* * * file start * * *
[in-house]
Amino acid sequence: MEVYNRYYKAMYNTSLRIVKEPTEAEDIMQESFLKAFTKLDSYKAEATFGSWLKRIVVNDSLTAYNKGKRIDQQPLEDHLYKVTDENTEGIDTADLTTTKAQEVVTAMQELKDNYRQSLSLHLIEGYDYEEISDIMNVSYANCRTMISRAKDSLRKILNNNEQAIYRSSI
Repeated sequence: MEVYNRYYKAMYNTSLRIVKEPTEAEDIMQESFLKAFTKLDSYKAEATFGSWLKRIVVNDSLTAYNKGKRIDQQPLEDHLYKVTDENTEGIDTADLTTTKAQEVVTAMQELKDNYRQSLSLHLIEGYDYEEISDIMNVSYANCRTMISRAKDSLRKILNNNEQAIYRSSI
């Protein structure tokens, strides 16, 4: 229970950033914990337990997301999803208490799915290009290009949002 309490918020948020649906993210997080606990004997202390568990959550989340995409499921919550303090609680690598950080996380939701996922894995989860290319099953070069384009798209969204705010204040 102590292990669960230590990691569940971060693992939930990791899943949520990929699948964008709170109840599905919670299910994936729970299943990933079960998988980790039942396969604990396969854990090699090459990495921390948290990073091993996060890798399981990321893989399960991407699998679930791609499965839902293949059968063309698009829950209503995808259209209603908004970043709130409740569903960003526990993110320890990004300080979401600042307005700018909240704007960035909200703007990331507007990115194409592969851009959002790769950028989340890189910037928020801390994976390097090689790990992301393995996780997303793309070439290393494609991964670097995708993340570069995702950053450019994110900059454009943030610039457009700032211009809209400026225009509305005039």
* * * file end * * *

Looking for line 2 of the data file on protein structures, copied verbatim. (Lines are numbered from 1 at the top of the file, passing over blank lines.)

Amino acid sequence: MEVYNRYYKAMYNTSLRIVKEPTEAEDIMQESFLKAFTKLDSYKAEATFGSWLKRIVVNDSLTAYNKGKRIDQQPLEDHLYKVTDENTEGIDTADLTTTKAQEVVTAMQELKDNYRQSLSLHLIEGYDYEEISDIMNVSYANCRTMISRAKDSLRKILNNNEQAIYRSSI